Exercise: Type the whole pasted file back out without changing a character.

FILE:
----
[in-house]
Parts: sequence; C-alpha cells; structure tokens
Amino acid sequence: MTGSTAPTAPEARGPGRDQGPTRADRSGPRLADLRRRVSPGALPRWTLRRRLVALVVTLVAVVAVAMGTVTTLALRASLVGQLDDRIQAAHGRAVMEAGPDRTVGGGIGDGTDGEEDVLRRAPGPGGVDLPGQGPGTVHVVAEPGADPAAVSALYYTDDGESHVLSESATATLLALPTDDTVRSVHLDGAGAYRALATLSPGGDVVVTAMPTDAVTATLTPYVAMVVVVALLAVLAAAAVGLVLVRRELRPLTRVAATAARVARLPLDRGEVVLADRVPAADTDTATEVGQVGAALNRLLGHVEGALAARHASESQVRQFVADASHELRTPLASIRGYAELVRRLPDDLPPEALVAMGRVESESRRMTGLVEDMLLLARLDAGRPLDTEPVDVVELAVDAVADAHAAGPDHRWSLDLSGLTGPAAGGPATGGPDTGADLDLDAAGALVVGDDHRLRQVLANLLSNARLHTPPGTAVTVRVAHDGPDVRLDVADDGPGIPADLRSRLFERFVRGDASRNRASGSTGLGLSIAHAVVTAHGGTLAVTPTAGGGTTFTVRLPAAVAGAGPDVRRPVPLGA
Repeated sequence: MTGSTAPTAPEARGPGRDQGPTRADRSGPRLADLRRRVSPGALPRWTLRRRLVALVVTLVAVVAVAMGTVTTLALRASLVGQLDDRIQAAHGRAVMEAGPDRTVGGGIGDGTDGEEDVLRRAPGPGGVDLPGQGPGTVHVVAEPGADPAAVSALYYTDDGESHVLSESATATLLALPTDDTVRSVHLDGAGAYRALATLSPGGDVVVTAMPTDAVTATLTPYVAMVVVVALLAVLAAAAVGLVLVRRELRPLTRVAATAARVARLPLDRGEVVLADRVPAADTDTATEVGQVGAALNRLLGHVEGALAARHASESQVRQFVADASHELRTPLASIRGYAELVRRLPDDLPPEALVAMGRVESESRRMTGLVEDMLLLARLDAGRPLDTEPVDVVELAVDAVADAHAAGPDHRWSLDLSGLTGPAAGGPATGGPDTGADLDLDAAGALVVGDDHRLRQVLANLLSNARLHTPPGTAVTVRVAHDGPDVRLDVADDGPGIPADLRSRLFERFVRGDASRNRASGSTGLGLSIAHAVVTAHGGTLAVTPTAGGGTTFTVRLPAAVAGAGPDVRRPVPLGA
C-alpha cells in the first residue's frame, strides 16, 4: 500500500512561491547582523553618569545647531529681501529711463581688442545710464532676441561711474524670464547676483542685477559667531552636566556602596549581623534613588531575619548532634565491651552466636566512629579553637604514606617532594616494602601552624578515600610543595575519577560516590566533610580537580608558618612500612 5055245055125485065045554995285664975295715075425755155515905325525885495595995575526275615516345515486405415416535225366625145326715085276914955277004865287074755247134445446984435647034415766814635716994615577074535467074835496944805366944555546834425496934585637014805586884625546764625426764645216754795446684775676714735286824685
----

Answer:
[in-house]
Parts: sequence; C-alpha cells; structure tokens
Amino acid sequence: MTGSTAPTAPEARGPGRDQGPTRADRSGPRLADLRRRVSPGALPRWTLRRRLVALVVTLVAVVAVAMGTVTTLALRASLVGQLDDRIQAAHGRAVMEAGPDRTVGGGIGDGTDGEEDVLRRAPGPGGVDLPGQGPGTVHVVAEPGADPAAVSALYYTDDGESHVLSESATATLLALPTDDTVRSVHLDGAGAYRALATLSPGGDVVVTAMPTDAVTATLTPYVAMVVVVALLAVLAAAAVGLVLVRRELRPLTRVAATAARVARLPLDRGEVVLADRVPAADTDTATEVGQVGAALNRLLGHVEGALAARHASESQVRQFVADASHELRTPLASIRGYAELVRRLPDDLPPEALVAMGRVESESRRMTGLVEDMLLLARLDAGRPLDTEPVDVVELAVDAVADAHAAGPDHRWSLDLSGLTGPAAGGPATGGPDTGADLDLDAAGALVVGDDHRLRQVLANLLSNARLHTPPGTAVTVRVAHDGPDVRLDVADDGPGIPADLRSRLFERFVRGDASRNRASGSTGLGLSIAHAVVTAHGGTLAVTPTAGGGTTFTVRLPAAVAGAGPDVRRPVPLGA
Repeated sequence: MTGSTAPTAPEARGPGRDQGPTRADRSGPRLADLRRRVSPGALPRWTLRRRLVALVVTLVAVVAVAMGTVTTLALRASLVGQLDDRIQAAHGRAVMEAGPDRTVGGGIGDGTDGEEDVLRRAPGPGGVDLPGQGPGTVHVVAEPGADPAAVSALYYTDDGESHVLSESATATLLALPTDDTVRSVHLDGAGAYRALATLSPGGDVVVTAMPTDAVTATLTPYVAMVVVVALLAVLAAAAVGLVLVRRELRPLTRVAATAARVARLPLDRGEVVLADRVPAADTDTATEVGQVGAALNRLLGHVEGALAARHASESQVRQFVADASHELRTPLASIRGYAELVRRLPDDLPPEALVAMGRVESESRRMTGLVEDMLLLARLDAGRPLDTEPVDVVELAVDAVADAHAAGPDHRWSLDLSGLTGPAAGGPATGGPDTGADLDLDAAGALVVGDDHRLRQVLANLLSNARLHTPPGTAVTVRVAHDGPDVRLDVADDGPGIPADLRSRLFERFVRGDASRNRASGSTGLGLSIAHAVVTAHGGTLAVTPTAGGGTTFTVRLPAAVAGAGPDVRRPVPLGA
C-alpha cells in the first residue's frame, strides 16, 4: 500500500512561491547582523553618569545647531529681501529711463581688442545710464532676441561711474524670464547676483542685477559667531552636566556602596549581623534613588531575619548532634565491651552466636566512629579553637604514606617532594616494602601552624578515600610543595575519577560516590566533610580537580608558618612500612 5055245055125485065045554995285664975295715075425755155515905325525885495595995575526275615516345515486405415416535225366625145326715085276914955277004865287074755247134445446984435647034415766814635716994615577074535467074835496944805366944555546834425496934585637014805586884625546764625426764645216754795446684775676714735286824685